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Trade School Accreditation & State Authorization

By Publisher
| Last Updated May 16, 2024

Accreditation helps students and employers identify legitimate post-secondary schools and programs that meet acceptable quality standards. Getting your education through an institution that is accredited by a recognized agency is important for several reasons, including your eligibility for financial aid and occupational licensure or certification.

In the world of higher education and post-secondary vocational training, accreditation is a process aimed at providing confidence in the quality of schools and programs. Non-governmental agencies, known as accreditors or accrediting bodies, perform independent reviews of educational institutions' operations and services.

Schools that voluntarily meet or exceed accreditors' standards are granted accreditation for a specified number of years. Accreditation may be renewed or extended beyond that period if those schools continue to uphold the necessary standards.

In general, accreditation is different than state authorization. Many states have their own agencies that license, register, or certify post-secondary schools, giving them permission to operate. In some regions, it's possible for schools to be state-approved but not accredited.

There are three basic types of accreditation: regional, national, and specialized/programmatic. Many schools have just one type of accreditation, whereas others have multiple types.

Regional accreditors evaluate schools within a particular geographical area. National accreditors assess schools that may be located anywhere across the country. And specialized or programmatic accreditors review institutions or specific courses of study that award academic credentials for particular professions or occupational fields.

In addition, accreditors may be recognized or unrecognized. Schools that are accredited by recognized organizations are widely seen as legitimate. Those that are accredited by unrecognized agencies are often viewed less favorably. The two main bodies that recognize accrediting agencies in the U.S. are:

  • The U.S. Department of Education (ED): In order to qualify for federal financial aid, post-secondary students must be enrolled in schools or programs that are accredited by ED-recognized agencies.
  • The Council for Higher Education Accreditation (CHEA): This private organization recognizes certain accrediting bodies for the purpose of improving academic quality in post-secondary education. CHEA-recognized accreditors are seen as being academically legitimate.

What you'll find in this article:

Why Accreditation Is Important

celebrating student in graduation cap and gownCollege, university, and trade school students can maximize the benefits of their post-secondary education by choosing institutions that are accredited by ED- and CHEA-recognized agencies. Here's why accreditation can be so essential:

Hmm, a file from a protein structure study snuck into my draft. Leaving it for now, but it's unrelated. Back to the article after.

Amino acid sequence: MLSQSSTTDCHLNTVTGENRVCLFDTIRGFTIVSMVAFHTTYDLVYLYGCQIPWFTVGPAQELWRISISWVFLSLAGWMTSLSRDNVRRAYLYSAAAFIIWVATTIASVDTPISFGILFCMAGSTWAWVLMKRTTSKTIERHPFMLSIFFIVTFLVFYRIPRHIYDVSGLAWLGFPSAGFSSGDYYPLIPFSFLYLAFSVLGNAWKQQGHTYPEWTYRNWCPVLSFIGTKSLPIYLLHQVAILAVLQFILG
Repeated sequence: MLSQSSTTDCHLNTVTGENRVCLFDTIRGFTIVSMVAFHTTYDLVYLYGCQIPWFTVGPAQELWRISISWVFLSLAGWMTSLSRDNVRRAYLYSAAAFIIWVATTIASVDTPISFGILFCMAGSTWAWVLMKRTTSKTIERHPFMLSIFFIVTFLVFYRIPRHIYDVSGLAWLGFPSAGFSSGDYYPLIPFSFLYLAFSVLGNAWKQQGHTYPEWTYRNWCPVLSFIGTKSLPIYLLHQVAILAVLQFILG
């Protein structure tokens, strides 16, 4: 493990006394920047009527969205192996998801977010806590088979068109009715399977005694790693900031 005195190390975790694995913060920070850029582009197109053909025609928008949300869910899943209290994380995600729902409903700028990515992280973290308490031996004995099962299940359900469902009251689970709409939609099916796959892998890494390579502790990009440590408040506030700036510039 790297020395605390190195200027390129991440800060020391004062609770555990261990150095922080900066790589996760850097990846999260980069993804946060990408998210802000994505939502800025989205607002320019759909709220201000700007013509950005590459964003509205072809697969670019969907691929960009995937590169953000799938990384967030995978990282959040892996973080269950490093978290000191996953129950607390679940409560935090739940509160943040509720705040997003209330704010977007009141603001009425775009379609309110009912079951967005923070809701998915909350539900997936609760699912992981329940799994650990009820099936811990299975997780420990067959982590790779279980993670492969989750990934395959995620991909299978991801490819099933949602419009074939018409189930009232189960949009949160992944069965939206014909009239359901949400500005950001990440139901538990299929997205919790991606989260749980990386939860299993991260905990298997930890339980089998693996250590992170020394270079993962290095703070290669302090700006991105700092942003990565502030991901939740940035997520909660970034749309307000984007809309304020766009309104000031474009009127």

1. It can signal quality and legitimacy.

Students place a lot of trust in the schools they choose. They need to feel confident that the education or career training they receive is worth their investment of time and money. When they graduate, they need to know that potential employers will view their certificates, diplomas, or degrees as valid credentials.

Recognized accreditors help ensure that the schools they review maintain acceptable quality standards. In order to gain and keep accreditation, post-secondary institutions generally must:

  • Carry out a thorough self-evaluation process
  • Undergo independent peer reviews of student outcomes, school finances, program quality, and more
  • Agree to periodic site visits, which may be announced or unannounced

2. It provides accountability and encourages schools to keep improving.

Accredited colleges, universities, and vocational schools need to maintain satisfactory levels of quality. Otherwise, they risk having their accreditation suspended or terminated. That's how recognized accrediting bodies help keep schools accountable to the public. They serve as a form of consumer protection, minimizing fraud and exploitation in the post-secondary educational system.

In many cases, accreditors also champion continuous academic improvement. They often help schools set new goals and develop plans for achieving them.

3. It's required for federal financial aid and other forms of student assistance.

If you want access to federal student grants, loans, or work-study programs, your school must be accredited by an ED-recognized organization. Many private scholarships, state-funded aid programs, and employer tuition-reimbursement benefits also require enrollment in schools or programs that are accredited by ED- or CHEA-recognized bodies.

4. It often plays a major role in whether a school accepts transfer credits from a different institution.